My Lady Jane was awesome. It was funny, full of references (even Monty Python references), jokes, and tons of emotions. It was a lighthearted and fictional take on a historical event and I was definitely rooting for all of the characters. The main character was Lady Jane Grey, cousin to King Edward. Edward was sick and convinced to give up the crown to Jane in the event of his death. To help speed up the process to get Jane to have some heirs, she was married to Gifford Dudley right away, who happened to the Duke’s son. How convenient. In this world, there were shapeshifters and a ton of conflict revolving around them and much of the story centers on the conflict and the existence of these creatures. For example, Gifford Dudley spent much of his time as a horse. And Edward’s father, the previous King, was a lion. The whole book was great fun. It was adventurous and Jane was a character who appealed to the book nerds reading… She loved to read and learn new things, above all else. 

I highly recommend My Lady Jane. It’s just so much fun! There is way too much horribly serious and dramatic YA fiction out there and this book was just so refreshing! The tone was perfect. The characters were worth rooting for. The story was charming, the adventure kept me guessing, and the entire plot was unique and fun. I can’t imagine how anyone wouldn’t enjoy the book unless you were just completely not expecting humor. I am so glad I finally picked it up. I was super bummed to receive it twice and I didn’t think I’d like it, so I’m relieved and excited that it was so much fun. Now I realize why two amazing book box subscriptions had it that month!

Star 5

Review – Wolf Hollow by Lauren Wolk


Wolf Hollow

by Lauren Wolk

Summary: Growing up in the shadows cast by two world wars, Annabelle has lived a mostly quiet, steady life in her small Pennsylvania town. Until the day new student Betty Glengarry walks into her class. Betty quickly reveals herself to be cruel and manipulative, and while her bullying seems isolated at first, things quickly escalate, and reclusive World War I veteran Toby becomes a target of her attacks. While others have always seen Toby’s strangeness, Annabelle knows only kindness. She will soon need to find the courage to stand as a lone voice of justice as tensions mount.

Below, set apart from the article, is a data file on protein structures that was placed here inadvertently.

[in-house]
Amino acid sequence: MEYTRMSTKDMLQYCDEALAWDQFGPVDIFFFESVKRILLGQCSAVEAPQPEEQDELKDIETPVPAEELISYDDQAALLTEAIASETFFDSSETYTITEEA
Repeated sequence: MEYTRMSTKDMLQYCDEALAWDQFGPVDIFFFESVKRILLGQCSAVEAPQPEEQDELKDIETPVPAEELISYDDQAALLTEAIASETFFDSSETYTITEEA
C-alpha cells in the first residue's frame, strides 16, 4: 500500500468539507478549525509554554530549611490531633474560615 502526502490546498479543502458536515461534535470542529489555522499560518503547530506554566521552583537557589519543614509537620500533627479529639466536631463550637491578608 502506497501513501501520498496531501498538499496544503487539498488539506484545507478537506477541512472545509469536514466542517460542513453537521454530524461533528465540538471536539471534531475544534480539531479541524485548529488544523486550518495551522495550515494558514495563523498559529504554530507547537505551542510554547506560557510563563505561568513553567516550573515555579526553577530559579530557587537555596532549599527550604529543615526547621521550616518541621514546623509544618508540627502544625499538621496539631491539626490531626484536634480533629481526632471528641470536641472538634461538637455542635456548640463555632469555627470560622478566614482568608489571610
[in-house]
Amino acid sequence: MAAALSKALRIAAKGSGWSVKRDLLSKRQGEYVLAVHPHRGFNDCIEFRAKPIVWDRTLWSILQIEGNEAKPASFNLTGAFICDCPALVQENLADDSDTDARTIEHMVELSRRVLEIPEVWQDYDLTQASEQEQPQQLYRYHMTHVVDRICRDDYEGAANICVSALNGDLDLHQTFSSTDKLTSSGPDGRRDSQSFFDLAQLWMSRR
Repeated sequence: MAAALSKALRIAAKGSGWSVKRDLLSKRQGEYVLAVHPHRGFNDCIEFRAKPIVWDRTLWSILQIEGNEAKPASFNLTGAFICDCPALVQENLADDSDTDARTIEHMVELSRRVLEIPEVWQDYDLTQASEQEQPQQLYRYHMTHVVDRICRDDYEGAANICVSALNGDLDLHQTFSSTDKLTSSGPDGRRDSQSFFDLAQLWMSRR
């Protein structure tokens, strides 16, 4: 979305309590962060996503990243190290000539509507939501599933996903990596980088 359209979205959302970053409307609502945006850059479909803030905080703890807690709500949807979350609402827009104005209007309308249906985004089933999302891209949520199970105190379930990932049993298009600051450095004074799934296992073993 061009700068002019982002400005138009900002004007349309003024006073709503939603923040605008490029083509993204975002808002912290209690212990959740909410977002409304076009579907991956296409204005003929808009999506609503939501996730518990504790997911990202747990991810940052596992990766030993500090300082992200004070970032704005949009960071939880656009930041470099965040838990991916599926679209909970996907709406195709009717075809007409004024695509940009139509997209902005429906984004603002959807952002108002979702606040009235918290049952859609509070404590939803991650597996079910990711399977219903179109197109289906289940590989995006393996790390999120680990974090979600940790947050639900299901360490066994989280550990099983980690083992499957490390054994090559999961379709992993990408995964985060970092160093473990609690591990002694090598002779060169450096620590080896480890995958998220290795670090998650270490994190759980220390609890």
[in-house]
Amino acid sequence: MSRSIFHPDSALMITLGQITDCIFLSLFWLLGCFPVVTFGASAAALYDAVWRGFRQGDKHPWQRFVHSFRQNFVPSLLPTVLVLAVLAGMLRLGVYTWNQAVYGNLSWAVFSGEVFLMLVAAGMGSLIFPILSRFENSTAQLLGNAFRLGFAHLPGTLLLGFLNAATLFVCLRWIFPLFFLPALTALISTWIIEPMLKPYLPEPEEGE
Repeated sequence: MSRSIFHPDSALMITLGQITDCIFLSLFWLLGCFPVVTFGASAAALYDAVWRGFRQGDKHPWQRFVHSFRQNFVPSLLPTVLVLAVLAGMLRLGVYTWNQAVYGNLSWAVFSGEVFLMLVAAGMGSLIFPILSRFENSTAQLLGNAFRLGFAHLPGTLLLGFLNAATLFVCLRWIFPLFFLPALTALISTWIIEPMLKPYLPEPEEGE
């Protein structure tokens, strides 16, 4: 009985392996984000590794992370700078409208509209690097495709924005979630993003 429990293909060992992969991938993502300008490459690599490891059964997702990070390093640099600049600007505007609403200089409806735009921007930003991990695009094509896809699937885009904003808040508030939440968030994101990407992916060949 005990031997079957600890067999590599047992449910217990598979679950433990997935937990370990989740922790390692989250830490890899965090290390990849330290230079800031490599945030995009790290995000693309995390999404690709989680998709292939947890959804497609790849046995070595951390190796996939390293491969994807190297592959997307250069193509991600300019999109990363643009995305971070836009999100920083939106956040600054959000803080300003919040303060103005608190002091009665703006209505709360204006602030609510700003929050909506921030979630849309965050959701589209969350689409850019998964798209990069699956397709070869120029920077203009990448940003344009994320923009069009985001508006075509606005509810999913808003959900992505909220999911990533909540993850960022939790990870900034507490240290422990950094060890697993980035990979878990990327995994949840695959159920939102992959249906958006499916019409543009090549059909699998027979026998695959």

Source: I purchased a hardcover on a whim at the airport.

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Wolf Hollow was a middle grade novel that was well written and moving. The story was just as gorgeous as the stunning cover that caught my eye at an airport bookstore, which is really saying something. It was set during World War II, but not it was not a war historical novel by any means. Instead, it was a story in a small town in Pennsylvania where twelve year old Annabelle was learning about fear in the news reports of the war and in the bully who was starting to become a problem outside of school.

Annabelle was fascinated by a war veteran living in her town named Toby. People judged him for being strange and quiet, but all she had ever seen from him was kindness. She was beginning to experience bullying by a girl in school named Betty. It began with small things, but they soon escalated and Toby also became the subject of her amusement. Annabelle fiercely defended Toby and the story took on a mind of its own as Betty’s lies put Toby’s reputation on the line.

Wolf Hollow was all about judging others, learning how to lie, learning how to tell the truth when it counts, and knowing someone’s character. Annabelle learned a lot the year she turned twelve. It does deal with some violence, but if fits well in the middle grade genre and is certainly a book I’d recommend for kids and parents alike. I enjoyed the story and I highly recommend it. I honestly didn’t expect the book to live up to the gorgeous cover, so I’m shocked and happy to know that the story turned out to be so great.

Star 5